A profile of the Cooper Foundation in the Daily Nebraskan provides an interesting look at the grantmaker's long-standing relationship with the Lincoln, Nebraska's art scene.
We here at IP frequently profile philanthropic groups who almost single-handedly support the arts in cities across the country. They hunker down in a specific place, immerse themselves in the community and, over time, they become an integral part in the respective city's art scene. The Knight Foundation invests heavily in places like Akron and Miami. The Doris Duke Foundation has been particularly keen on the Twin Cities as of late. The Mott Foundation is committed to the revitalization of Flint, Michigan. And the list goes on.
But every now and then we come across foundations who plant roots in cities that are off the proverbial beaten path. In addition, these foundations generally have no larger designs beyond their immediate surroundings. They're perfectly content to set up shop in a city and stay there as long as possible. Such is the case with the Cooper Foundation and its long-standing relationship with Lincoln, Nebraska.
The foundation was started in 1934 by Joseph Cooper, a Russian immigrant. Eighty years later, the Foundation is committed to the "support of people through education, human services, the arts, the humanities, and the environment." All grant recipients are non-profit organizations located in and working in Nebraska, primarily Lincoln and Lancaster County.
To get an idea of what the foundation is looking for from nonprofits, we took a look at recent grant recipients. They included:
- $2,500 in general operating support to the Crane River Theatre in Kearney.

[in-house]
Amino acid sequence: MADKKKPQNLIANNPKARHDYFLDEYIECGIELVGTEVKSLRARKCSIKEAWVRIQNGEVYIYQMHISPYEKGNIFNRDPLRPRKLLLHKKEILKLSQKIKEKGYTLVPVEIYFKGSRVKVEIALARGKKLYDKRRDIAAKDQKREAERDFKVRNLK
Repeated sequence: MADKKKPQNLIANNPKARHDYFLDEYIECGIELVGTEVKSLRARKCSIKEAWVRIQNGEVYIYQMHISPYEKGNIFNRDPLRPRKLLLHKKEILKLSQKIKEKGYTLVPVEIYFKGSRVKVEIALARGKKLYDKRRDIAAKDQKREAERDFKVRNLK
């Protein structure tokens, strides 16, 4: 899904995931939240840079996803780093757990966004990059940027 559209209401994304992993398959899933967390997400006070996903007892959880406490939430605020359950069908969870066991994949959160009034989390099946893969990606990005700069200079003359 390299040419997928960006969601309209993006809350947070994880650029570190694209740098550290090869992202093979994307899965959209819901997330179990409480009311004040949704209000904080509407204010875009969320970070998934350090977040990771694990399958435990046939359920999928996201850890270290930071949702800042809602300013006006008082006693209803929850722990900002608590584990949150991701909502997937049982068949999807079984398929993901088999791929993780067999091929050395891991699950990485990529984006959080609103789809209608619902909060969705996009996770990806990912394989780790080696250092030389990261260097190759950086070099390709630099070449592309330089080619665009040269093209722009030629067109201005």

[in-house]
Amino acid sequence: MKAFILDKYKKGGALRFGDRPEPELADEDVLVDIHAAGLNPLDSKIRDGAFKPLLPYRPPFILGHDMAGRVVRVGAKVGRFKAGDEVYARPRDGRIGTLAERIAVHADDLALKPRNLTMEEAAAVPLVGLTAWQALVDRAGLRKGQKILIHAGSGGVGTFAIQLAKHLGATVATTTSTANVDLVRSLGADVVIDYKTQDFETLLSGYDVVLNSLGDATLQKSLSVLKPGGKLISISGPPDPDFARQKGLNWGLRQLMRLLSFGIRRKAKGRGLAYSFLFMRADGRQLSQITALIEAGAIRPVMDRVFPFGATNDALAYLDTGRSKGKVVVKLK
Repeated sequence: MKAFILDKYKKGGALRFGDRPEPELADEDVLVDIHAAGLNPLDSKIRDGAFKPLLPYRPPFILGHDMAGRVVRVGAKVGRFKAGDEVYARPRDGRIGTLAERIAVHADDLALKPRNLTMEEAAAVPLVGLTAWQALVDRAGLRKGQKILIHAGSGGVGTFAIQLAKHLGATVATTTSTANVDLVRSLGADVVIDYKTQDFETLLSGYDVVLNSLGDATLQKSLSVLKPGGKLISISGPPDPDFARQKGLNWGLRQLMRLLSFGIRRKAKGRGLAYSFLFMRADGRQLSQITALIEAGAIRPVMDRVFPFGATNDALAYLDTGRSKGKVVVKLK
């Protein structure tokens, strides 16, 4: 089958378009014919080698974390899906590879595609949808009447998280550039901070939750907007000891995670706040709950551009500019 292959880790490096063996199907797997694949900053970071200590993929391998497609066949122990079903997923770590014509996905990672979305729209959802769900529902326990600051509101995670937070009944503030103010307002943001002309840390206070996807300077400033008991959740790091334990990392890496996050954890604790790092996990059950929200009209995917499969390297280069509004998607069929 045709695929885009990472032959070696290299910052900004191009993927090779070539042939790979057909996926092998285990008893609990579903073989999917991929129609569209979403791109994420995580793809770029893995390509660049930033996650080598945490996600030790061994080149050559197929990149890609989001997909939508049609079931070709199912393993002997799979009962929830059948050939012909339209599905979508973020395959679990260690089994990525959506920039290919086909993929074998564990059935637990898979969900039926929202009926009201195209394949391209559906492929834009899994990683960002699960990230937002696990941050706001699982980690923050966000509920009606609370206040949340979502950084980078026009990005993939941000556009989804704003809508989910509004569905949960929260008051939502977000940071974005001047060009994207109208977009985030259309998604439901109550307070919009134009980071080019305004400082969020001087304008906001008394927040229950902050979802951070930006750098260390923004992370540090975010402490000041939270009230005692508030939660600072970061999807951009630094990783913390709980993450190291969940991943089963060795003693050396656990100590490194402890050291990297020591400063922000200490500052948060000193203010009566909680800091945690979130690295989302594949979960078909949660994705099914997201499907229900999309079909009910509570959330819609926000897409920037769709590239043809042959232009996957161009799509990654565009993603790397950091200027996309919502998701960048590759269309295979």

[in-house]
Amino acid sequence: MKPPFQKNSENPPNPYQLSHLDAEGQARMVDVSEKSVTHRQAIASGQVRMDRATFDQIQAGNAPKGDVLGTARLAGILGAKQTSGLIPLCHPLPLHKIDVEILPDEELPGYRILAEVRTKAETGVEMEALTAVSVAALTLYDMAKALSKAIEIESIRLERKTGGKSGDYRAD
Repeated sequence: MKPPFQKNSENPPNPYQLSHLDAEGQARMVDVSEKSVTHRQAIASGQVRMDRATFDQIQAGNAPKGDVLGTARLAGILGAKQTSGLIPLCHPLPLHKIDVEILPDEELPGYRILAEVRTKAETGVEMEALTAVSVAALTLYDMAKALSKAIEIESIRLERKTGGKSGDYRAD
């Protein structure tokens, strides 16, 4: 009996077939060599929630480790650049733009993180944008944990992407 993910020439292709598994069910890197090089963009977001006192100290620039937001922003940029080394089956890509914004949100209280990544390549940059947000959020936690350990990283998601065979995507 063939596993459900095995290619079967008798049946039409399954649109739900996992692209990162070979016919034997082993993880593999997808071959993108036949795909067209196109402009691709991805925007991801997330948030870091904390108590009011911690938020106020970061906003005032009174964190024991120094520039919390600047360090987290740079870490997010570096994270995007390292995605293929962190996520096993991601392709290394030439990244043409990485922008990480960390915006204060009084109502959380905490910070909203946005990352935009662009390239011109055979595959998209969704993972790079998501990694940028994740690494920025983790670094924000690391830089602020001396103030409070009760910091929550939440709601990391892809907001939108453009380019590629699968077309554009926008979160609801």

- $4,000 for OmniArts Nebraska towards the production of new works.
- $15,000 in general operating support for the Meadowlark Music Festival.
The foundation also awarded $15,000 in March to the Sheldon Art Association to support its 2012 Jazz in June season. In fact, the aforementioned article took a closer look at Cooper's instrumental role in making Jazz in June happen. Laura Reznicek, development director for the Sheldon Museum of Art, was blunt in her assessment, noting, "Their gift was transformative in making this year’s events possible."
Of course, the Cooper Foundation, like its peers elsewhere, can't fund everything all the time. Where do they draw the line? Foundation senior program officer Victoria Kovar's rationale is simple. "We have to ask every single time: How will our funds really be used to make a real difference?”
In the case of Jazz in June, the difference was the fact that without the foundation's funds, the festival wouldn't happen. But threatening to dissolve a program due to lack of funding probably isn't a good bargaining tactic for nonprofits in Lincoln, or anywhere else for that matter. If the Cooper Foundation teaches nonprofits anything, it is this: as ambiguous as it can sound, make sure your program makes a difference, tangibly and measurably, in the lives of local residents.